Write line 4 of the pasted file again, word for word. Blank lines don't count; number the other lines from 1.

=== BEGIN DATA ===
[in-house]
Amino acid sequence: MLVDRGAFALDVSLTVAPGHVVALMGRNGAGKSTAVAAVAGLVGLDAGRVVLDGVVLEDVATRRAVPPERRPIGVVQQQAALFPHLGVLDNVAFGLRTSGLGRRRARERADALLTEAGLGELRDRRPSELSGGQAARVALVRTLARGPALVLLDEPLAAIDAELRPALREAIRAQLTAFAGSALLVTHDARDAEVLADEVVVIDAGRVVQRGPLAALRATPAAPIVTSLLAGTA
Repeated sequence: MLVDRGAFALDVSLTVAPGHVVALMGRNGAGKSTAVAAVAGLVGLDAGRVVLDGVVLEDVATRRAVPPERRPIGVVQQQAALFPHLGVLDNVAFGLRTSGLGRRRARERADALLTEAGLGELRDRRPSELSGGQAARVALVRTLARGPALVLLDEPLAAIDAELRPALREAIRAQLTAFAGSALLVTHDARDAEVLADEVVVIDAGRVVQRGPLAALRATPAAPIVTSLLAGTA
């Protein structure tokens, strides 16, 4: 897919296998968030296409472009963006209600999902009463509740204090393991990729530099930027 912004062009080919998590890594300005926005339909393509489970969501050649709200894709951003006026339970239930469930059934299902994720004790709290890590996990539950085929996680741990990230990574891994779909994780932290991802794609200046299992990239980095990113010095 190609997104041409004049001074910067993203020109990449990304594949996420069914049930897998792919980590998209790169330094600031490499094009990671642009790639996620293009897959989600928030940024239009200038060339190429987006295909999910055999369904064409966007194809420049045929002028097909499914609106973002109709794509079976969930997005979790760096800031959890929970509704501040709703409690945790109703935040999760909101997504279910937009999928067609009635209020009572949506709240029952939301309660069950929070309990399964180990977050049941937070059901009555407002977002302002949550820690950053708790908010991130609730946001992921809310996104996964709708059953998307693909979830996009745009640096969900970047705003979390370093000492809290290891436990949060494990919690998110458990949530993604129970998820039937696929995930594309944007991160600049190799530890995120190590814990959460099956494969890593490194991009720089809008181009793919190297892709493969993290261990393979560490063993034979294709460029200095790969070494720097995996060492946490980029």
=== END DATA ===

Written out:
């Protein structure tokens, strides 16, 4: 897919296998968030296409472009963006209600999902009463509740204090393991990729530099930027 912004062009080919998590890594300005926005339909393509489970969501050649709200894709951003006026339970239930469930059934299902994720004790709290890590996990539950085929996680741990990230990574891994779909994780932290991802794609200046299992990239980095990113010095 190609997104041409004049001074910067993203020109990449990304594949996420069914049930897998792919980590998209790169330094600031490499094009990671642009790639996620293009897959989600928030940024239009200038060339190429987006295909999910055999369904064409966007194809420049045929002028097909499914609106973002109709794509079976969930997005979790760096800031959890929970509704501040709703409690945790109703935040999760909101997504279910937009999928067609009635209020009572949506709240029952939301309660069950929070309990399964180990977050049941937070059901009555407002977002302002949550820690950053708790908010991130609730946001992921809310996104996964709708059953998307693909979830996009745009640096969900970047705003979390370093000492809290290891436990949060494990919690998110458990949530993604129970998820039937696929995930594309944007991160600049190799530890995120190590814990959460099956494969890593490194991009720089809008181009793919190297892709493969993290261990393979560490063993034979294709460029200095790969070494720097995996060492946490980029």